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Right now, the National Sea Rescue Institute (NSRI)’s fifth Offshore Rescue Craft (ORC) is proceeding on the longest sea trip in the organization’s history, from Cape Town where the vessels are built to Richards Bay - Station 19 in KwaZulu-Natal. The NSRI is the only maritime rescue service operating in South African territorial waters and there’s a growing need to have modern rescue vessels such as the ORC.

Brett Ayres, Director of Rescue Services at the NSRI is happy to announce that the organization has added ORC number five to its fleet. “Rescue 19 will be able to cover the northern coastline of KZN up to the Mozambique Border. This is one of many reasons why this latest ORC went to Richards Bay,” he states.

The total distance the ORC is travelling to KZN is 1068 nautical miles which is equivalent to over 1900 KM and the crew are averaging at about 38KM an hour. The first stop was Mossel Bay to refuel and restock supplies. The strategic reason why the ORC is travelling at sea is because its much cheaper to take it this way rather than road freight.

“Preparing for a trip of this nature requires a lot of planning. One needs to do a full passage plan, as well as consider logistics, weather and sea conditions. A passage plan is a process where you consider all the hazards and plot a safe passage, with all the different bearing’s, speeds and fuel consumptions for each leg. You also must make sure that there is enough fuel on the vessel which requires a few stops along the way,” adds NSRI Training Manager Graeme Harding who’s the delivery skipper for the voyage.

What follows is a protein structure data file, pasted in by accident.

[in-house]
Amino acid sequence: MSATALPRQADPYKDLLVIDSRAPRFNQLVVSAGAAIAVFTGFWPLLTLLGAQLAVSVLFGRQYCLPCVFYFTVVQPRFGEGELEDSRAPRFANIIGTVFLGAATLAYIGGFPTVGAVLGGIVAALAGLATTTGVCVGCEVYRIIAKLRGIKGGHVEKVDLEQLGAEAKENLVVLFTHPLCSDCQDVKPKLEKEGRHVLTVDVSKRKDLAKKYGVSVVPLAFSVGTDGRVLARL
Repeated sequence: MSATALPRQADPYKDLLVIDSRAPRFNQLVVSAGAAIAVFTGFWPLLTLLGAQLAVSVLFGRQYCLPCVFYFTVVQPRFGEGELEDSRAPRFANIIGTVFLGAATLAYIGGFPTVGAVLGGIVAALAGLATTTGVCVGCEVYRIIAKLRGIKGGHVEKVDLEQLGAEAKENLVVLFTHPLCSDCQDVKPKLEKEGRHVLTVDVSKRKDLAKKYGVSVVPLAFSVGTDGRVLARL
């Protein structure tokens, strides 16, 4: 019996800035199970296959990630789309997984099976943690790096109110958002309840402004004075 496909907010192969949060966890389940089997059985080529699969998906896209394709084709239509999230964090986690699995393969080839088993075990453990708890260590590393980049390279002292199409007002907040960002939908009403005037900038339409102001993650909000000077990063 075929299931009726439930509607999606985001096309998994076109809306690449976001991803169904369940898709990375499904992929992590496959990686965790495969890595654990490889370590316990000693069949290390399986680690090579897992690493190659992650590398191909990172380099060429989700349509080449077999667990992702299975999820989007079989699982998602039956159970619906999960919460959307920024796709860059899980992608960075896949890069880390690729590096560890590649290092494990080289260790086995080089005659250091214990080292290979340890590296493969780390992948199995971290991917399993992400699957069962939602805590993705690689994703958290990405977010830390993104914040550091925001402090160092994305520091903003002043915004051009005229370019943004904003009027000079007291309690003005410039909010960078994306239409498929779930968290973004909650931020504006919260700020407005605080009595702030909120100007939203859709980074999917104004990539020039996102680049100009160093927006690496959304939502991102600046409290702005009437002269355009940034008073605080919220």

Although most of the NSRI’s rescues are coastal and inshore, the coastline that the ORC will serve shares a boundary with Durban & Ballito stations at the Tugela River, which is the largest river in KZN. Ayres adds that there is a need for this vessel in the area because the Richards Bay rescue base supports a lot of commercial shipping as well as yacht traffic. The distances and local sea conditions of the area make it essential to have a class one boat.

After the first stop in Mossel Bay the ORC will stop at Gqeberha, followed by East London then Durban and will then complete its last leg to its destination in Richards Bay. Two of these legs are quite long, which include the leg from Cape Town to Mossel Bay which is 14 hours as is the one from East London to Durban.

Should anything go wrong there is a safety net around the coastline that the crew have considered. There is a passage plan left behind at the NSRI Volunteer Support Centre, where the location of the vessel is always known, and where all tracking systems are monitored – as is done for all NSRI vessels when they put to sea. The ORC is estimated to arrive Saturday afternoon at Richards Bay.

“We will now be able to see a vast improvement in our capability to deliver rescue services in the Northern parts of KZN. As Richards Bay is our most Northern class 1 station, they are located at an essential strategic location to cover our coastline. We now have two ORCs in the province – the other in our Durban rescue base, meaning KZN is now well covered – and that we can respond quickly and safely to a far larger coastal area. We will continue to do our job of saving lives on South African waters, and the ORC certainly makes this more effective,” concludes Brett.

Media Queries:

Contact: Kuhle Mkize

Email: kuhle@searescue.org.za | Cell: 066 099 5777

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